HARARE (Reuters) - Zimbabwean police on Thursday fired teargas and water cannon to disperse hundreds of war veterans planning a march on the ruling party's headquarters, witnesses said, as factions tussle over who should succeed President Robert Mugabe.
War veterans have previously mobilized election support for Mugabe, a fellow veteran who turns 92 on Sunday, but they have publicly criticized a group in the ruling ZANU-PF party led by Mugabe's wife Grace which has been dubbed G-40 by local media.
Though Grace Mugabe has said she has no ambitions to run for president, experts believe she is a leading candidate to succeed her husband, with Vice President Emmerson Mnangagwa also a likely frontrunner and part of a rival Zanu-PF faction.
Witnesses saw police fire teargas and chase war veterans from a sports center outside Harare's central business district, breaking them into small groups at a nearby open ground.
A Reuters photographer later saw police spraying the groups with water cannon. Dozens of armed police kept watch at the ZANU-PF offices.
The veterans who fought in the war that led to independence from Britain in 1980 have been angered by what they call disrespectful comments by Grace Mugabe and her G-40 allies.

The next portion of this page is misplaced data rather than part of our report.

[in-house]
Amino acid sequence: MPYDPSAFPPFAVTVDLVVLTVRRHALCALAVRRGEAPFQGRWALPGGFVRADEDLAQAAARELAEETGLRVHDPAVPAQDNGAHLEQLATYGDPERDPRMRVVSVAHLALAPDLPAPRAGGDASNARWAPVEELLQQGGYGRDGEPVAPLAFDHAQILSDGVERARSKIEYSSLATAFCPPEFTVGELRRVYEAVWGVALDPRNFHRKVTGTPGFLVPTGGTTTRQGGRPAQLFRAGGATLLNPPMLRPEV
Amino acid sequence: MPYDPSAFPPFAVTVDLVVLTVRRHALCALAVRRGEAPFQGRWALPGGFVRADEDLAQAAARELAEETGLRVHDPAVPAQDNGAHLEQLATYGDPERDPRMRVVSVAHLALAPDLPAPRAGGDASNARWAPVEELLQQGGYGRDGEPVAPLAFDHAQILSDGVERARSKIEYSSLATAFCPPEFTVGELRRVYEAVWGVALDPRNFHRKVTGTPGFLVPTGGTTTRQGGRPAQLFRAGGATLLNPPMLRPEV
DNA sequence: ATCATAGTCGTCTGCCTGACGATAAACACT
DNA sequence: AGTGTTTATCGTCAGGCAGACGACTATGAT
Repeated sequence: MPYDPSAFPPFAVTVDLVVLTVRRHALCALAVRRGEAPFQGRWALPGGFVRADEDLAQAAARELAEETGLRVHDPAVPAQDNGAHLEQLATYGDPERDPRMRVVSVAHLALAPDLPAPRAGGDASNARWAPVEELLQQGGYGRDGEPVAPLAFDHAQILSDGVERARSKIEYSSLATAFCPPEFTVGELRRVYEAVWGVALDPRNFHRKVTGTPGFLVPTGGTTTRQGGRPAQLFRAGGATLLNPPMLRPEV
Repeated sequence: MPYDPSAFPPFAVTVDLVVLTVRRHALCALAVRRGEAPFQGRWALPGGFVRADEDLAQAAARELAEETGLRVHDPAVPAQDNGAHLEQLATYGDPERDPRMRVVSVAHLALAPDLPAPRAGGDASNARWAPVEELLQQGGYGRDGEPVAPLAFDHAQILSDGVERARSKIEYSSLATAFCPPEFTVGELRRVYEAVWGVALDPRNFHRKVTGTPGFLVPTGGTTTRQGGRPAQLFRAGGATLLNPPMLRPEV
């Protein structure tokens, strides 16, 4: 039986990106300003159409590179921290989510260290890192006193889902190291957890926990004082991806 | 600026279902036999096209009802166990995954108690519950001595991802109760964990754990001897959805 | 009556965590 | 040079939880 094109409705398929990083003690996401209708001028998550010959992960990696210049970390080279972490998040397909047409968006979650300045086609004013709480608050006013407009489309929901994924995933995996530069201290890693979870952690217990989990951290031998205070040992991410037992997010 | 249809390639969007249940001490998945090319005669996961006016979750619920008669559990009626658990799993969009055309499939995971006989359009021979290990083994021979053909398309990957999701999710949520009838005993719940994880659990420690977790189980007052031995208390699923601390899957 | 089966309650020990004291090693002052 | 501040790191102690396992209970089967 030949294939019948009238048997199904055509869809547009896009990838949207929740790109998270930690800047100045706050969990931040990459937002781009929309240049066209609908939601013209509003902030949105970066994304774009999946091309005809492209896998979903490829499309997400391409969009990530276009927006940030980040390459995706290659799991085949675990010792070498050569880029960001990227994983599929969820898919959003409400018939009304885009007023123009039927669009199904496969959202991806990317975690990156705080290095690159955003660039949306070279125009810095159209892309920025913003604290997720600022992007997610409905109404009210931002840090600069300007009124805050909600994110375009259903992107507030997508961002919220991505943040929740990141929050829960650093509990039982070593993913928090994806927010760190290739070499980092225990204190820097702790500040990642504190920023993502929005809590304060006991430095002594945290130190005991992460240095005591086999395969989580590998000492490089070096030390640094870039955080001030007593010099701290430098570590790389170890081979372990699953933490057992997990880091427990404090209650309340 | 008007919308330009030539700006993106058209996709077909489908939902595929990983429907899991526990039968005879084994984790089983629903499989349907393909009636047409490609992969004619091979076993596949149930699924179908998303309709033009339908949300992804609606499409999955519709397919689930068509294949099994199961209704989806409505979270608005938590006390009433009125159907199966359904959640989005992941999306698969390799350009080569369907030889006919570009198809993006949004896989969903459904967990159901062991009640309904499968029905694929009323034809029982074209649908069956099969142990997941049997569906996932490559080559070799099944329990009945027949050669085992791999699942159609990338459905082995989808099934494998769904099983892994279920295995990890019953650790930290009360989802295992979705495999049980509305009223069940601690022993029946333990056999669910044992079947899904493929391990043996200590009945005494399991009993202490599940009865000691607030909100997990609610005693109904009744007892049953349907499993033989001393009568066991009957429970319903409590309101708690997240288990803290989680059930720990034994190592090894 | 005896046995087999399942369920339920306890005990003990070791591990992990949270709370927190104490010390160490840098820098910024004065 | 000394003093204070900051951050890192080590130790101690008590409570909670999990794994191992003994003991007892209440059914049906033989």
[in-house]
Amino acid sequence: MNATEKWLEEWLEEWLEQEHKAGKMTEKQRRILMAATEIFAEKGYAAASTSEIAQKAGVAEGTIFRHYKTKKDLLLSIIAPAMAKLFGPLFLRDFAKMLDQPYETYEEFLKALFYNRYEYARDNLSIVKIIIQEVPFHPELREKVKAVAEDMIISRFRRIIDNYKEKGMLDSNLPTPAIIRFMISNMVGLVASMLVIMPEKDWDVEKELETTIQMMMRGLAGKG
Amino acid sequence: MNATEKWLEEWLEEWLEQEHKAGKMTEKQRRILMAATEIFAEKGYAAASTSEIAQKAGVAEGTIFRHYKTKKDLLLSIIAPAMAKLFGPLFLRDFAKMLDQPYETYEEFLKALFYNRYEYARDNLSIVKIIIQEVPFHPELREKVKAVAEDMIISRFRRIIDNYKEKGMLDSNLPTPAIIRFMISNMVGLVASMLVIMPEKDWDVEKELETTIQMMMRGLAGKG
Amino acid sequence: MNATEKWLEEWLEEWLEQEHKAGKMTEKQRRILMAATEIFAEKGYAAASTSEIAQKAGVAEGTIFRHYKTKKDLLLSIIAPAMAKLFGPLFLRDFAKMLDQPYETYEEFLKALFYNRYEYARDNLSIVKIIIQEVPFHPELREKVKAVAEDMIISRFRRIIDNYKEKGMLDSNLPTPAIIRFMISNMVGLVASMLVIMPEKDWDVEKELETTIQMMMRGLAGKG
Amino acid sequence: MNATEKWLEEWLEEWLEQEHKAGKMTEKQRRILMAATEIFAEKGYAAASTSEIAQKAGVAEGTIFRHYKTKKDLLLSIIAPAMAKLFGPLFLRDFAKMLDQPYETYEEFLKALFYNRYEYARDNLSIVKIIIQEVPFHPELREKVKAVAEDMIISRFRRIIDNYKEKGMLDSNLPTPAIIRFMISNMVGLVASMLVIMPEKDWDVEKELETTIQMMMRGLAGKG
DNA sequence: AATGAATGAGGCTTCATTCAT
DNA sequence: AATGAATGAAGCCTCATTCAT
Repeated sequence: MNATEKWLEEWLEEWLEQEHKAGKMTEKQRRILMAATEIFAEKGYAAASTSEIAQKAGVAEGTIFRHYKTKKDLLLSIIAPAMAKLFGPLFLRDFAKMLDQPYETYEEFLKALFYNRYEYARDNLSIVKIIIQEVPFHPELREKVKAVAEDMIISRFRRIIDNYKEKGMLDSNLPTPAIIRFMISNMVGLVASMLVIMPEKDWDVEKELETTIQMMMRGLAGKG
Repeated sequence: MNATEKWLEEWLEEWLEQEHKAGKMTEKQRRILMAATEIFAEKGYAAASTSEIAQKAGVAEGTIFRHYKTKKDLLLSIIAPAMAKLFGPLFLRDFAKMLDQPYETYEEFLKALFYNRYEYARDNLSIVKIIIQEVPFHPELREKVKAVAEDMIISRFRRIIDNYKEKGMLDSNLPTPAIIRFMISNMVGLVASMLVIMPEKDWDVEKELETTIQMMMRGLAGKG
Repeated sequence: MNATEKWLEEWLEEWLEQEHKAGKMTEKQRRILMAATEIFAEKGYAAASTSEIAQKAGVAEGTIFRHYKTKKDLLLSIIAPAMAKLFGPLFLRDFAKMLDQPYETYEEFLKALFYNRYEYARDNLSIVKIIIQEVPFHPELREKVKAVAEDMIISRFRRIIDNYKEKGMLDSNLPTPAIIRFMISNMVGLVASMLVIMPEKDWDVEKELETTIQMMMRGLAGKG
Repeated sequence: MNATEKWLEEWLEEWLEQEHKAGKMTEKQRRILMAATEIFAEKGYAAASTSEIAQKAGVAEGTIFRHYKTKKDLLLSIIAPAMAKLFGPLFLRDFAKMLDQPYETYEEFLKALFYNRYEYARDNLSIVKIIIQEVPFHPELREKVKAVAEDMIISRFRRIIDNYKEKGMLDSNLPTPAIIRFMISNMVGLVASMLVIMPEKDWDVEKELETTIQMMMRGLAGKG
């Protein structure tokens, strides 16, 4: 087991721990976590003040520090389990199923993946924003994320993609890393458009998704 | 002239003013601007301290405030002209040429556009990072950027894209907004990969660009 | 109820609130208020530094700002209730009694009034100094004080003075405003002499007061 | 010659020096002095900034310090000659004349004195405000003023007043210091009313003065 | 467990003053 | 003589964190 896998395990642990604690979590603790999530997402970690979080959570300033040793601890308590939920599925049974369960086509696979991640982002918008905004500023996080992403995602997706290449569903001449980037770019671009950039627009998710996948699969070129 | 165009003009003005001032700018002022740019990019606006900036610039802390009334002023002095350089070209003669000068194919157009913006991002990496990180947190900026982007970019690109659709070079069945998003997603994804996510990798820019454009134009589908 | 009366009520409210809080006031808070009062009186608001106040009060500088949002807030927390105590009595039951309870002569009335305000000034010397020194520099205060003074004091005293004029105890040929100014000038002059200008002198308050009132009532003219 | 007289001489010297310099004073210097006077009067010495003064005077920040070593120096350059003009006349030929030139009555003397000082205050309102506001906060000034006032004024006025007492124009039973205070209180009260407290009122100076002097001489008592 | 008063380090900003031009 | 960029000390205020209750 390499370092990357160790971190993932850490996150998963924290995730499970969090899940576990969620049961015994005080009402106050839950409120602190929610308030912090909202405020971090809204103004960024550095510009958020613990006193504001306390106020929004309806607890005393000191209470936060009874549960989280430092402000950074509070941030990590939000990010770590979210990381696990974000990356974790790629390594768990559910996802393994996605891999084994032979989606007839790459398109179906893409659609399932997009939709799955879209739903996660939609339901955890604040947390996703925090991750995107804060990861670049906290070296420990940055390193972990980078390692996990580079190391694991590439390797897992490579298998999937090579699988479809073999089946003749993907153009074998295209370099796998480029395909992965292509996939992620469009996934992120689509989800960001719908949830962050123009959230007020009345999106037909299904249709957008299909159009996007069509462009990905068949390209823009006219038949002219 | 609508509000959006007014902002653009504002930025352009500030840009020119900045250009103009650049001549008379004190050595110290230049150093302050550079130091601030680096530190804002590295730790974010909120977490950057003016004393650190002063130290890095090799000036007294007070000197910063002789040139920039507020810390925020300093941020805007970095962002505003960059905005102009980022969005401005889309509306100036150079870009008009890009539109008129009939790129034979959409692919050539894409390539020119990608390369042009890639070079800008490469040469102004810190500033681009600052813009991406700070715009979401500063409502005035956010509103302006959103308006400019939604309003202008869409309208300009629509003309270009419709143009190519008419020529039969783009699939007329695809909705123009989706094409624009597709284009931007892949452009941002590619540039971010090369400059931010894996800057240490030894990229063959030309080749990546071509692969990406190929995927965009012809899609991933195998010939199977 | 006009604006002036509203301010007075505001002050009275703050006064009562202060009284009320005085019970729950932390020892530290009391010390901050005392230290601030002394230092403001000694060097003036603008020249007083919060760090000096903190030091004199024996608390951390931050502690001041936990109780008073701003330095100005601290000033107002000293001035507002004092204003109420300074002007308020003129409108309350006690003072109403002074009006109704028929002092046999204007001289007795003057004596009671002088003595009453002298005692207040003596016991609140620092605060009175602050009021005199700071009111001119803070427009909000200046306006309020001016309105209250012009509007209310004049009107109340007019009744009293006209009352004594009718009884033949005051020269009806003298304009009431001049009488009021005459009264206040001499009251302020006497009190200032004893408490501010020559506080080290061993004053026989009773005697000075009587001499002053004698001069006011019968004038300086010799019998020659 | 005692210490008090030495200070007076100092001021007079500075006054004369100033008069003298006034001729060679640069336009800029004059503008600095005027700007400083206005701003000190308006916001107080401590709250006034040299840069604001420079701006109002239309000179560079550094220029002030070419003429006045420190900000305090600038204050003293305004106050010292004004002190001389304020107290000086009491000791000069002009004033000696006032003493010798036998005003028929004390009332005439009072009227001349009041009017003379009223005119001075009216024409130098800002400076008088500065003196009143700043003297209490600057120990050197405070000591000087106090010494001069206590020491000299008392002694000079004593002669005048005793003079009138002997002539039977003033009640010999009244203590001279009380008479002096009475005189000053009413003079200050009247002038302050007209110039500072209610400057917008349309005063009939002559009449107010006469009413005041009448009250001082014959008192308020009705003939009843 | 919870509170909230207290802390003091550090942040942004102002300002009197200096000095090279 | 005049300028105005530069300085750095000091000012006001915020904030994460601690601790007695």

They say she and her allies do not have support within the ruling party but are using their proximity to Mugabe to manipulate him.
However, for all the talk of succession, Mugabe shows no intention of stepping down, despite being Africa's oldest leader and the only president Zimbabwe has known since independence.
The G-40 has attempted to fire some leaders in the Zimbabwe National Liberation War Veterans Association (ZNLWVA). In turn, the ZNLWVA has affirmed support for its leaders and branded the G-40 group "counter-revolutionaries".
ZNLWVA secretary general Victor Matemadanda said the organization would hold a news conference later on Thursday.
The G-40 group accuses veterans of trying to force Mugabe to retire in favor of Mnangagwa, nicknamed "Crocodile", which he says reflects his ability to strike at the opportune time.
War veterans deny the charge but favor one of their own to succeed Mugabe. Mnangagwa, like Mugabe, is a veteran.
Grace Mugabe did not fight in the independence war but hinted last week Mnangagwa may not be Mugabe's chosen heir and condemned veterans for arrogance.
(Reporting by MacDonald Dzirutwe; Editing by Alison Williams)